By, Lia K. and Abby G.
Administrative data report high levels of shook throughout the Lower School students of Winsor on Senior Prank Day.
You are sitting in the front of assembly. You are so small that you can’t even see over the edge of the stage, and Ms. P is only the stuff of legends. “I’ve seen her, I’ve seen her!” your classmates insist, but you know better than to believe them. Only her voice carries down to you, filling you with more joy than those three minutes prior to your cereal privileges being revoked. “Class One, you can finally lead us out.” You jump up, but your euphoria is interrupted by newer voices from those random Upper Schoolers you can never identify because they’re not seniors. Doesn’t matter who they are though, because there are donuts in the cafeteria! No longer will you have to content yourself with graham crackers or animal crackers. No longer will you have to toast your ten pieces of bread a dozen times to get the perfect one, annoying absolutely no one as you abandon nine burnt slices.
You scurry out of the assembly and make the long, treacherous journey to the cafeteria, trampling several zip-tied backpacks and tearing through plastic wrap in your haste. Hardly taking a breath, you spin around corners and under tables and through mouse holes until you reach the cafeteria. That one senior who did that one activity with you on the second day of school stands towering above a plethora of Dunkin’ Donuts boxes on the far side of the cafeteria. You run. You leap. You soar. You will be the first. You will get a chocolate glazed donut.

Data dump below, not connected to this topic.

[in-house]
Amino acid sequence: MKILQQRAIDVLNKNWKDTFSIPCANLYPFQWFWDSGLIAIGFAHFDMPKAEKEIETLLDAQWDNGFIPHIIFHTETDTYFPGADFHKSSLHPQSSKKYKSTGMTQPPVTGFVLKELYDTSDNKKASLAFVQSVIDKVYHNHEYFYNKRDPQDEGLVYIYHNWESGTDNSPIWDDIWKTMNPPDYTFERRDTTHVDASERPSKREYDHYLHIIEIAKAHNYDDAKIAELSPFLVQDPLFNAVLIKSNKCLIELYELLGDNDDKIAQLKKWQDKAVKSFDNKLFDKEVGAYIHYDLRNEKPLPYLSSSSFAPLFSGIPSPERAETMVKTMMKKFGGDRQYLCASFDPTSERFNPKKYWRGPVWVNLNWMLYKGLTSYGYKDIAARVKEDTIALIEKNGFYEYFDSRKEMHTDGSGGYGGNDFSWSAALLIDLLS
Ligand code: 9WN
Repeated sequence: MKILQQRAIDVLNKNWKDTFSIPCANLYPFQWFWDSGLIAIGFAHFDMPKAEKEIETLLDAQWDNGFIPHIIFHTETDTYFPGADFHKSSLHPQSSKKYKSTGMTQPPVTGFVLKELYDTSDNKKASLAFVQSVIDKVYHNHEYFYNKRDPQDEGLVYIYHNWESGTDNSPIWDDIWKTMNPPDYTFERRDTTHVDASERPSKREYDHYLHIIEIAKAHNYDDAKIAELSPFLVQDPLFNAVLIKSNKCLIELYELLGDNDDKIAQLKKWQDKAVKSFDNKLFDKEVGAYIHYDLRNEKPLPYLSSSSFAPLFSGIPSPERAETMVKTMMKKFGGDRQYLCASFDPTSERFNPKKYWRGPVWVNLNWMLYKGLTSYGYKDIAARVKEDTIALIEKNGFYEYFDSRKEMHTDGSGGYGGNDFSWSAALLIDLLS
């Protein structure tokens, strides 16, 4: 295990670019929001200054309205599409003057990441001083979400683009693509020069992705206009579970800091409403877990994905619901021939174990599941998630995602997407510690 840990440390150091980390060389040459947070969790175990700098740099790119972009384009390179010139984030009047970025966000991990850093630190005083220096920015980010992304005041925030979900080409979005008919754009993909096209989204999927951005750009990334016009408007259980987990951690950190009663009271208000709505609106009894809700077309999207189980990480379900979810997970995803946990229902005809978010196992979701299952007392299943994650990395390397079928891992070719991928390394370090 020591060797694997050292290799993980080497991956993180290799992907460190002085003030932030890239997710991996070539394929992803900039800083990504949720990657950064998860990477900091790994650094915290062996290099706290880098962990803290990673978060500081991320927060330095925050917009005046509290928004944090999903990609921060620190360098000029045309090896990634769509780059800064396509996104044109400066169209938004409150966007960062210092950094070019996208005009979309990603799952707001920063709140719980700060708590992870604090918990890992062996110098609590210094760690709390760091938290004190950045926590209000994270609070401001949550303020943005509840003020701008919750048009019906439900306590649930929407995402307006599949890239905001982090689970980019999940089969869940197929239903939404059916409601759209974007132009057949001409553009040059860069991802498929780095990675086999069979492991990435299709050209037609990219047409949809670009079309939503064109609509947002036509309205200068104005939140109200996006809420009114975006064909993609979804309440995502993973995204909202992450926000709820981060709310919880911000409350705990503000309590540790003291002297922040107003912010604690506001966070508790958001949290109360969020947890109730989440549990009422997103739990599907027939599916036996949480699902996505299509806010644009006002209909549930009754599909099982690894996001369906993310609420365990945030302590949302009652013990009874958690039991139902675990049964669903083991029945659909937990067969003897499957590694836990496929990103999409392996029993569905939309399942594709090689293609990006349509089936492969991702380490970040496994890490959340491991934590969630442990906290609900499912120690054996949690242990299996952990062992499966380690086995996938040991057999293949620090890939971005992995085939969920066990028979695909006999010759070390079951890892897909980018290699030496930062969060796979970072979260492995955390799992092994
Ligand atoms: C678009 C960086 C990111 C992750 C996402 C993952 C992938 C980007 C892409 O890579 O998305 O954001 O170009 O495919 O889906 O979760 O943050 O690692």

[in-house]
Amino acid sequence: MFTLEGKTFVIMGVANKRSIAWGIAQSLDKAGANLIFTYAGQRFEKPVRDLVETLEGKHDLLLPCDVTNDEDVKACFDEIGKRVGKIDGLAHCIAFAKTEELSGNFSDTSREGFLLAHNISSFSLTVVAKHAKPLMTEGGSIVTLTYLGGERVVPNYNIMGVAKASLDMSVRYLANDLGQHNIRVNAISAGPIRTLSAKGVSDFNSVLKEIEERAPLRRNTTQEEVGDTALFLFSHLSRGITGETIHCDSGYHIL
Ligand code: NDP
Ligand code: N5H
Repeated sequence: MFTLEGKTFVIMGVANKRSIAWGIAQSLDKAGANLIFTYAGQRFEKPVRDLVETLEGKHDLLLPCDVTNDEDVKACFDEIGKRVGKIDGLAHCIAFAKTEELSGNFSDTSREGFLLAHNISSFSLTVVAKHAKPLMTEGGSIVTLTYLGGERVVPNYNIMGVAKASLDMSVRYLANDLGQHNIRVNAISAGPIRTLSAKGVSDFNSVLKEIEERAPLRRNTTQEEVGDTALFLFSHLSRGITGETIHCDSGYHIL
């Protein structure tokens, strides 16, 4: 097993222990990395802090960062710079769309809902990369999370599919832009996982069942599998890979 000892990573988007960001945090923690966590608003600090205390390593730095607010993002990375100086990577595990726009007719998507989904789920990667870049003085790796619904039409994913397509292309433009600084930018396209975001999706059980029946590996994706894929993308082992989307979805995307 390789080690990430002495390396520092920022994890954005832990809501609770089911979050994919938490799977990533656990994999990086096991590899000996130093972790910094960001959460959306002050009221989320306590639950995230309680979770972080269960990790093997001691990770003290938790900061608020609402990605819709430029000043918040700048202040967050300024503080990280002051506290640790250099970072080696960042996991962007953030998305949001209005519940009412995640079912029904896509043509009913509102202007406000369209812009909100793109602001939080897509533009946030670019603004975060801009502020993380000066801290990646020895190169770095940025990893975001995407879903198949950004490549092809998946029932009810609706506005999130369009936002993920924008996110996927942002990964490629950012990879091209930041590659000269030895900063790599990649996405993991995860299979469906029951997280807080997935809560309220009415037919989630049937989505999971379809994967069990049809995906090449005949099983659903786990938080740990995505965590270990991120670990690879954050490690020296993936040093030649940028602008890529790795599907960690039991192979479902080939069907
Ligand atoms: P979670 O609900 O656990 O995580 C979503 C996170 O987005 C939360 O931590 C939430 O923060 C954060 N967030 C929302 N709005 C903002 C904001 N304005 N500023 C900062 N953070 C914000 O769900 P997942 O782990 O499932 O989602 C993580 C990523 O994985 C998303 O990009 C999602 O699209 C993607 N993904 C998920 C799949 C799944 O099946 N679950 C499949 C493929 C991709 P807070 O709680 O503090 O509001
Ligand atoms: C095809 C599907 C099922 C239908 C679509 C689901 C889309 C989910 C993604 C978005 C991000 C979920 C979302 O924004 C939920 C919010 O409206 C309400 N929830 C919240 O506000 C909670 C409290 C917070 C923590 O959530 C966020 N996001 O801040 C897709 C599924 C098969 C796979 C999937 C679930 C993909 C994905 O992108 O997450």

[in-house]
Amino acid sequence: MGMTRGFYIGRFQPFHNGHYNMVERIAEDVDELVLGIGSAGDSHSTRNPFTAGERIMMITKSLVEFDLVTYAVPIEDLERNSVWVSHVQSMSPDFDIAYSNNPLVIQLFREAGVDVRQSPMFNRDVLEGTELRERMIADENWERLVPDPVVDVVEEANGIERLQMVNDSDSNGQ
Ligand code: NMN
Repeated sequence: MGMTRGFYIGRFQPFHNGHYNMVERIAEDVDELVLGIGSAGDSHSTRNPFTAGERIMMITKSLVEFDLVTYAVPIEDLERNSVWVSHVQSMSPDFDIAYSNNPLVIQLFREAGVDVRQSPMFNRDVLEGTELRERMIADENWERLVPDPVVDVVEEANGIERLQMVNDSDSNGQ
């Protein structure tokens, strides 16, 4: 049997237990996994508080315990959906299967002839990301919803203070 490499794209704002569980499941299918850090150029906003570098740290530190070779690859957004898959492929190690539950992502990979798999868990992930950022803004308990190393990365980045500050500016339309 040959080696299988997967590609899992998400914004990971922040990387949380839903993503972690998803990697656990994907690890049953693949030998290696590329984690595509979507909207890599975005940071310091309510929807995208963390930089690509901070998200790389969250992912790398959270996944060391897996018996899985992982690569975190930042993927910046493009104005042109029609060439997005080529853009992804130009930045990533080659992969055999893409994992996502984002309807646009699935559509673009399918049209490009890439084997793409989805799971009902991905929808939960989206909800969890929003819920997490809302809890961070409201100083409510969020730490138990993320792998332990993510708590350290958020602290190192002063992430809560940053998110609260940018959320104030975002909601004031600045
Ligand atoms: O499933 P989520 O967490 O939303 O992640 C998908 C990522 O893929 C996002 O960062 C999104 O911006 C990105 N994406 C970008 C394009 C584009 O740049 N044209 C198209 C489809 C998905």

The box opens. A gasp escapes from your trembling lips and you see hundreds of familiar faces staring up at you from inside the box. Plastic babies. Hundreds, nay, thousands of them. Their miniature mocking eyes stare at you from the otherwise empty Dunkin’ box. How? What? Why? Your eyes dart back and forth over the tiny hands and feet. Your mind, inundated with pre-pre-algebra and the Conjunction Junction song, cannot comprehend this treacherous breach of trust. Of contract. In the past, in a world that made sense, when you were promised food, you just… got it. When you asked for a petting zoo in the middle of a school day, you just… got it. When you didn’t ask for a private audience with a Supreme Court justice, you just… got it. You dejectedly look around at the seniors eating your chocolate glazed donut and sigh.
Oh, cruel world. It’s hard to be a Lower Schooler in 2018.